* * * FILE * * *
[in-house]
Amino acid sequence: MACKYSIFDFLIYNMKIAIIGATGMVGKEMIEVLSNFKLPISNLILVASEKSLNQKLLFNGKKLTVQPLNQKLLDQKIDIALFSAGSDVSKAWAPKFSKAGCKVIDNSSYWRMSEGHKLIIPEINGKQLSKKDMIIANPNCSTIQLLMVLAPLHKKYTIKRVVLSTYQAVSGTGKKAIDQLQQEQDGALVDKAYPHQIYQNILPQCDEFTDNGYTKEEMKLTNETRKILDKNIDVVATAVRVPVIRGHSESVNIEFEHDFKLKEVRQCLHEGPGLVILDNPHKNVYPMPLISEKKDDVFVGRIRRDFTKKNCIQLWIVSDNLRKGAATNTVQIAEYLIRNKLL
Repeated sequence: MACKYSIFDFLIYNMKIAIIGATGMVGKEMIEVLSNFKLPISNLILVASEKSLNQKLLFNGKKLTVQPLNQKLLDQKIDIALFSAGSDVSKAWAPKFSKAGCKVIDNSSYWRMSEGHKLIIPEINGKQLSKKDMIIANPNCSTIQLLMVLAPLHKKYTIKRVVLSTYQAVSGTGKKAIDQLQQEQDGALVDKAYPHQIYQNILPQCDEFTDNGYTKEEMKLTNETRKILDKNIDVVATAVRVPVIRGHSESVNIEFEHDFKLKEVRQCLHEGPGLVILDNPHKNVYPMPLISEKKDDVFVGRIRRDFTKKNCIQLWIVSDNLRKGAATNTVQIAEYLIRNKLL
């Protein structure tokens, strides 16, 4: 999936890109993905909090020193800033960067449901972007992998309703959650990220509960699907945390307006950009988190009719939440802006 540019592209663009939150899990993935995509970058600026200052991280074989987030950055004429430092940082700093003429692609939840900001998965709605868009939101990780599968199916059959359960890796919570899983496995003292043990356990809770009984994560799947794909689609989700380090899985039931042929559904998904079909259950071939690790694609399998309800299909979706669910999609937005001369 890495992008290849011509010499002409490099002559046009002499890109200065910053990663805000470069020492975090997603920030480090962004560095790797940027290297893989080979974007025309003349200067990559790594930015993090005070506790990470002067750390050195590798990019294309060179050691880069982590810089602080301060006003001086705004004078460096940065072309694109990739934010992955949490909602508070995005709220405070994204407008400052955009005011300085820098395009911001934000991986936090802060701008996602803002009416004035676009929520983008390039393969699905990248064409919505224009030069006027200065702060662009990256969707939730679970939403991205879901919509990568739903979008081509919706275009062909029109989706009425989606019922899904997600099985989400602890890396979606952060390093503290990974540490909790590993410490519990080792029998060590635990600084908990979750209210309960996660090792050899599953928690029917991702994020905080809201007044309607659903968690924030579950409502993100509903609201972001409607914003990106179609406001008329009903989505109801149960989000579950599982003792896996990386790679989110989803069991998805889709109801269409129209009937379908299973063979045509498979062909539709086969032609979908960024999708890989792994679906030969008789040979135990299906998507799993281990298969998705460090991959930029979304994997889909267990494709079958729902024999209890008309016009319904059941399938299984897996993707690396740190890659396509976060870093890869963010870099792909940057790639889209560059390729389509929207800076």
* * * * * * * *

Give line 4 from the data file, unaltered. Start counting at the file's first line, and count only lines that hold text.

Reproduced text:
């Protein structure tokens, strides 16, 4: 999936890109993905909090020193800033960067449901972007992998309703959650990220509960699907945390307006950009988190009719939440802006 540019592209663009939150899990993935995509970058600026200052991280074989987030950055004429430092940082700093003429692609939840900001998965709605868009939101990780599968199916059959359960890796919570899983496995003292043990356990809770009984994560799947794909689609989700380090899985039931042929559904998904079909259950071939690790694609399998309800299909979706669910999609937005001369 890495992008290849011509010499002409490099002559046009002499890109200065910053990663805000470069020492975090997603920030480090962004560095790797940027290297893989080979974007025309003349200067990559790594930015993090005070506790990470002067750390050195590798990019294309060179050691880069982590810089602080301060006003001086705004004078460096940065072309694109990739934010992955949490909602508070995005709220405070994204407008400052955009005011300085820098395009911001934000991986936090802060701008996602803002009416004035676009929520983008390039393969699905990248064409919505224009030069006027200065702060662009990256969707939730679970939403991205879901919509990568739903979008081509919706275009062909029109989706009425989606019922899904997600099985989400602890890396979606952060390093503290990974540490909790590993410490519990080792029998060590635990600084908990979750209210309960996660090792050899599953928690029917991702994020905080809201007044309607659903968690924030579950409502993100509903609201972001409607914003990106179609406001008329009903989505109801149960989000579950599982003792896996990386790679989110989803069991998805889709109801269409129209009937379908299973063979045509498979062909539709086969032609979908960024999708890989792994679906030969008789040979135990299906998507799993281990298969998705460090991959930029979304994997889909267990494709079958729902024999209890008309016009319904059941399938299984897996993707690396740190890659396509976060870093890869963010870099792909940057790639889209560059390729389509929207800076």